Binary options fraudster Lee Elbaz keeps buying time as she appeals from her verdict

Maria Nikolova

Elbaz secures another extension of time to file the opening documents as she appeals from her 22-year prison verdict.

More than six months have passed since it became clear that binary options fraudster Lee Elbaz was appealing from her 22-year prison verdict. Information about the case, pending at the United States Court of Appeals for the Fourth Circuit, has been scarce. The latest filings with the Court indicate that Elbaz has managed to secure more time to prepare her appeal.

On June 30, 2020, the Court granted Elbaz’s motion for extension of time to file the opening brief and joint appendix in this case for one month from the current due date of July 2, 2020, until August 3, 2020. In support of her motion, Elbaz argued that the Court appointed a counsel to handle the appeal. This counsel had no familiarity with the facts of this case.

She notes that the appeal concerns a conviction and sentence for various fraud counts related to an international options trading organization and insists that the appeal is unusually complex, because it raises issues related to venue and extraterritorial jurisdiction. It also involves questions regarding the propriety of depositions taken internationally.

All of these issues, Elbaz says, exist in addition to the normal issues that arise after a multi-week jury trial involving international financial fraud.

Thus, counsel requested an additional month to draft the opening brief and compile the joint appendix in this case.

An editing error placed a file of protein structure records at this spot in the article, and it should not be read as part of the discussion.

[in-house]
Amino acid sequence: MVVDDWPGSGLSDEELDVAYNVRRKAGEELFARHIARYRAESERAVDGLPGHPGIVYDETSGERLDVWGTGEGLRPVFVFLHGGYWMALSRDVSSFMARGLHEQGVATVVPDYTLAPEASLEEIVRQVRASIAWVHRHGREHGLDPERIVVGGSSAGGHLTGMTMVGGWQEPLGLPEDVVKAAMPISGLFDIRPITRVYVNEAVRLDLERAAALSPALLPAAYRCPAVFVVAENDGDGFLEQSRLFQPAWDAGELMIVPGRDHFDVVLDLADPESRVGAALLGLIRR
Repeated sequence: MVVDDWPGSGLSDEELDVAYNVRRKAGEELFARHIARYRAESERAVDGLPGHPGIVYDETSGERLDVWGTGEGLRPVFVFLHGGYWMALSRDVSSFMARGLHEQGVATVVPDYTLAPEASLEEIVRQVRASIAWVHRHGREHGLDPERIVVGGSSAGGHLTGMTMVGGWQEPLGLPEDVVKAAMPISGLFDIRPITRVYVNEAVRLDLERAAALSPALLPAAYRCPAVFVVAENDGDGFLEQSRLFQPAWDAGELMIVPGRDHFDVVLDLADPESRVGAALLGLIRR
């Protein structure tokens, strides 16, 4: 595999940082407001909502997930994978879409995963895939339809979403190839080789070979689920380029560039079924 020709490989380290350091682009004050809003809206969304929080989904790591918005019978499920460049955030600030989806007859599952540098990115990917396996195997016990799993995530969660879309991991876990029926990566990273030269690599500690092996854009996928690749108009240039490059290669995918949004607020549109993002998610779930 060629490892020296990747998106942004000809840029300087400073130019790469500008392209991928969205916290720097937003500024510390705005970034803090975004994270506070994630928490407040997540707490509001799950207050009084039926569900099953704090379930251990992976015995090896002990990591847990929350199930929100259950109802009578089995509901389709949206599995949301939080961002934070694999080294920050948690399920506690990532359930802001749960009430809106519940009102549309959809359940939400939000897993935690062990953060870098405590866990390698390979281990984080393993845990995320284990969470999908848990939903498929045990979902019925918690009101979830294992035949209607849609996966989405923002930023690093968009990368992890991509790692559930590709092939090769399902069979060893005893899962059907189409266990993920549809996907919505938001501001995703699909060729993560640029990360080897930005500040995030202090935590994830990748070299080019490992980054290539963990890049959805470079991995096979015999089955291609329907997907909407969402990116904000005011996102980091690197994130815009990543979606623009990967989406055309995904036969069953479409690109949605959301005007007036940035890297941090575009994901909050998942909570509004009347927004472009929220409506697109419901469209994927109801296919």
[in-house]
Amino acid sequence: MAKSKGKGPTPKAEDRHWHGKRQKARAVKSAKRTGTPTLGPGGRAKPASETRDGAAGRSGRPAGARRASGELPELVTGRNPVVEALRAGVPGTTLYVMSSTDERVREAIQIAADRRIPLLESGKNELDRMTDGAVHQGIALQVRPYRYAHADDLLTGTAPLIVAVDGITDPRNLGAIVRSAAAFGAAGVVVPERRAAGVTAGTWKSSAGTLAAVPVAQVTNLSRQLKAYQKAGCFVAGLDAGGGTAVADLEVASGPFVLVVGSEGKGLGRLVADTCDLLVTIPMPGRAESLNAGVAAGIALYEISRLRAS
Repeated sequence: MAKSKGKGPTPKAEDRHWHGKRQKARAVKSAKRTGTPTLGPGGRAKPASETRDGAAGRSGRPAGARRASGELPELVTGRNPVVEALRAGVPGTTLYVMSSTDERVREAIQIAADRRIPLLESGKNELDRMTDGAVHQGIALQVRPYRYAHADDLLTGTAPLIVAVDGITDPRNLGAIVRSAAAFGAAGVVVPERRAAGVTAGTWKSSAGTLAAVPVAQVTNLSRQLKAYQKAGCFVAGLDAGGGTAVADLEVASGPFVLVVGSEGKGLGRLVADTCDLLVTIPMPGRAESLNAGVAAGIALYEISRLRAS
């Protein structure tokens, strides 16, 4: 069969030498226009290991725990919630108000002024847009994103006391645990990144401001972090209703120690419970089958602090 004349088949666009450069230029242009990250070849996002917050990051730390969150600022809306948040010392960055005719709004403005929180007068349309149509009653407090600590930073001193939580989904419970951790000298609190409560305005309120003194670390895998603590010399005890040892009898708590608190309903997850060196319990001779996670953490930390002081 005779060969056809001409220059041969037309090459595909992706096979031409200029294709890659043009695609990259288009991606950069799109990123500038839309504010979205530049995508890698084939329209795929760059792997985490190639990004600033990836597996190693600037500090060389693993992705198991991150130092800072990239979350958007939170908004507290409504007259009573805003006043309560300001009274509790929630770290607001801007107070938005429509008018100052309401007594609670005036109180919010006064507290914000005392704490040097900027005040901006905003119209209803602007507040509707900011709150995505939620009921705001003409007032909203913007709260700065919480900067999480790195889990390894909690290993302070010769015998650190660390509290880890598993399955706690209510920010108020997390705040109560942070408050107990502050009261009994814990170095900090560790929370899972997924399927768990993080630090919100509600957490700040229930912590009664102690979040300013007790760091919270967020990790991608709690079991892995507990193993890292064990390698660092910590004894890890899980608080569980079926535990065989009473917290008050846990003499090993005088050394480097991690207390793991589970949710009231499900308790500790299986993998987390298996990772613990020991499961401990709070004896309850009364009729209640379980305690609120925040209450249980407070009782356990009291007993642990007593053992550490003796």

Let’s recall that, according to the evidence presented at trial, Elbaz, the former CEO of Yukom Communications, and her co-conspirators fraudulently sold and marketed binary options to investors located in the United States and throughout the world through two websites, known as BinaryBook and BigOption. The evidence showed that in her role as CEO of Yukom, Elbaz, along with her co-conspirators and subordinates, misled investors using BinaryBook and BigOption by falsely claiming to represent the interests of investors when, in fact, the owners of BinaryBook and BigOption profited when investors lost money; by misrepresenting the suitability of and expected return on investments through BinaryBook and BigOption; by providing investors with false names and qualifications and falsely claiming to be working from London; and by misrepresenting whether and how investors could withdraw funds from their accounts.

Representatives of BinaryBook and BigOption, working under Elbaz’s supervision, misrepresented the terms of so-called “bonuses,” “risk free trades” and “insured trades,” and deceptively used these supposed benefits in a manner that in fact harmed investors, the evidence showed.

Five co-conspirators who worked for Elbaz, including Liora Welles, Shira Uzan, Yair Hadar, Austin Smith, and Lissa Mel, have pleaded guilty to conspiring to commit wire fraud, and have been sentenced. Welles, Uzan, Hadar, and Smith all cooperated against Elbaz and testified at her trial in July 2019. In addition, an indictment charging an additional 15 of Elbaz’s alleged co-conspirators, including Yossi Herzog, was unsealed early in 2019.

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